HMAS Melbourne (FFG 05)

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HMAS Melbourne arriving at Pearl Harbor in June 2018.jpg
HMAS Melbourne in June 2018
History
Australia
NameMelbourne
NamesakeCity of Melbourne
Ordered1980
BuilderAustralian Marine Engineering Consolidated
Laid down12 July 1985
Launched5 May 1989
Commissioned15 February 1992
Decommissioned26 October 2019
IdentificationMMSI number: 503107000
Motto"Vires Acquirit Eundo" (She gathers strength as she goes)
Honours and
awards
FateSold to Chile
History
Chile
NameAlmirante Latorre
NamesakeJuan José Latorre
Commissioned15 April 2020
General characteristics
Class and typeAdelaide-class guided missile frigate
Displacement4,100 tons
Length138.1 m (453 ft) overall
Beam13.7 m (45 ft)
Draught7.5 m (25 ft)
Propulsion
  • 2 × General Electric LM2500 gas turbines, 41,000 horsepower (31,000 kW), 1 shaft
  • 2 × 650-horsepower (480 kW) auxiliary propulsors
Speed29 knots (54 km/h; 33 mph)
Range4,500 nautical miles (8,300 km; 5,200 mi) at 20 knots (37 km/h; 23 mph)
Complement184 (including 15 officers, not including aircrew)
Sensors and
processing systems
Armament
Aircraft carried2 × S-70B Seahawk or 1 × Seahawk and 1 × AS350B Squirrel

HMAS Melbourne (FFG 05) was an Adelaide-class guided-missile frigate of the Royal Australian Navy, which entered service in 1992. Melbourne has been deployed to the Persian Gulf on several occasions, and served as part of the INTERFET peacekeeping taskforce in 2000. On 26 October 2019, Melbourne was decommissioned from the RAN, subsequently being transferred to Chile. The ship was commissioned into the Chilean Navy as Almirante Latorre on 15 April 2020.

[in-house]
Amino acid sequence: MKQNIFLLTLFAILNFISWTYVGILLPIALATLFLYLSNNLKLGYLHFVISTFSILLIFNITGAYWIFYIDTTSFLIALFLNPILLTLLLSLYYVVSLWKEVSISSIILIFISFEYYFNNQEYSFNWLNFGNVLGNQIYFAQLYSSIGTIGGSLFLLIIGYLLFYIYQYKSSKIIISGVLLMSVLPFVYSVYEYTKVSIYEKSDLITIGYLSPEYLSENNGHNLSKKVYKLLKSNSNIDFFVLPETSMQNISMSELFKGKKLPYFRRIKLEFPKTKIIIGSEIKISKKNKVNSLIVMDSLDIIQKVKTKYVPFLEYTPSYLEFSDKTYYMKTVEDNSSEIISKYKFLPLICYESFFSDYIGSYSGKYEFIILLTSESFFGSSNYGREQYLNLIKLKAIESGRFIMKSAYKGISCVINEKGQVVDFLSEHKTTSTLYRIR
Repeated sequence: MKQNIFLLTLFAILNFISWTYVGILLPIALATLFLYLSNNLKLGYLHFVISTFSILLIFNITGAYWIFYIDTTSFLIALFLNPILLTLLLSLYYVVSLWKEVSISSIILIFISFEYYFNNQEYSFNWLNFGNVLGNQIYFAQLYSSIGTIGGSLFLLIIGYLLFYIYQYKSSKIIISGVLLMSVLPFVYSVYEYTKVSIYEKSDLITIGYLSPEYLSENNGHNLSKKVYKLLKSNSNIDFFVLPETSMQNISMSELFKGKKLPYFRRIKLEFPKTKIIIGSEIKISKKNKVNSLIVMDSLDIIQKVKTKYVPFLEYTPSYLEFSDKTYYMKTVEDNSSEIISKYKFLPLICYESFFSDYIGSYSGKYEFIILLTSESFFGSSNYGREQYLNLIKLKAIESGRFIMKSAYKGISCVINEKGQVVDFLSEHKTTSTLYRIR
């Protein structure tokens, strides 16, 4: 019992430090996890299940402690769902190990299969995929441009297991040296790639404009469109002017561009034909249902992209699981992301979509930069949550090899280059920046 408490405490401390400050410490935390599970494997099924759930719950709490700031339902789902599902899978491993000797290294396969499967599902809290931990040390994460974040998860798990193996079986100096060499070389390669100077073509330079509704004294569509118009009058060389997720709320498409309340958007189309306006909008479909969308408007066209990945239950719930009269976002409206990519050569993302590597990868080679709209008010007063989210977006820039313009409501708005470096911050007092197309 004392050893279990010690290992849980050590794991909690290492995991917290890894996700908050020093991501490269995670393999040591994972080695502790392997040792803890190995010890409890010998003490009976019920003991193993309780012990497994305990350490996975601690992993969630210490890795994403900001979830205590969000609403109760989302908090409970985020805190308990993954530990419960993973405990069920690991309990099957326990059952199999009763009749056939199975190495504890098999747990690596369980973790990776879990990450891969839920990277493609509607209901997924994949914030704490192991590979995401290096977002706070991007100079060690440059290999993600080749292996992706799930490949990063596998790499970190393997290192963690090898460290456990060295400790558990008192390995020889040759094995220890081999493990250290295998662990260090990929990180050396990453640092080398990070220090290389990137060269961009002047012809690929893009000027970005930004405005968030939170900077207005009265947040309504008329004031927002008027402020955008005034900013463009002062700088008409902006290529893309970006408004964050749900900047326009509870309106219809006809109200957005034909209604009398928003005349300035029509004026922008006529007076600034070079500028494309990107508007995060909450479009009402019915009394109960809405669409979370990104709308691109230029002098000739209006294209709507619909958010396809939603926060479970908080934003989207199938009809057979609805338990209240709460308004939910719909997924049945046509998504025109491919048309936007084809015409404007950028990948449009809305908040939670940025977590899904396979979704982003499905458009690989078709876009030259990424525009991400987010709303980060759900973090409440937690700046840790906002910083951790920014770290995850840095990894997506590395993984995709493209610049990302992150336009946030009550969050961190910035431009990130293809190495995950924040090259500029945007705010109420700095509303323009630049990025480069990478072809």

Design and construction[edit]

Following the cancellation of the Australian light destroyer project in 1973, the British Type 42 destroyer and the American Oliver Hazard Perry-class frigate were identified as alternatives to replace the cancelled light destroyers and the Daring-class destroyers.[1] Although the Oliver Hazard Perry class was still at the design stage, the difficulty of fitting the Type 42 with the SM-1 missile, and the success of the Perth-class acquisition (a derivative of the American Charles F. Adams-class destroyer) compared to equivalent British designs led the Australian government to approve the purchase of two US-built Oliver Hazard Perry-class frigates in 1976.[1][2] A third was ordered in 1977, followed by a fourth, with all four ships integrated into the USN's shipbuilding program.[3][4][5] A further two ships (including Melbourne) were ordered in 1980, and were constructed in Australia.[4][5]

Melbourne in 2013

As designed, the ship had a full load displacement of 4,100 tons, a length overall of 138.1 metres (453 ft), a beam of 13.7 metres (45 ft),[6][circular reference] and a draught of 6.7 metres (22 ft).[7][8] Propulsion machinery consists of two General Electric LM2500 gas turbines, which provide a combined 41,000 horsepower (31,000 kW) to the single propeller shaft.[8] Top speed is 29 knots (54 km/h; 33 mph), with a range of 4,500 nautical miles (8,300 km; 5,200 mi) at 20 knots (37 km/h; 23 mph).[8] Two 650-horsepower (480 kW) electric auxiliary propulsors are used for close manoeuvring, with a top speed of 4 knots (7.4 km/h; 4.6 mph).[8] Standard ship's company is 184, including 15 officers, but excluding the flight crew for the embarked helicopters.[8]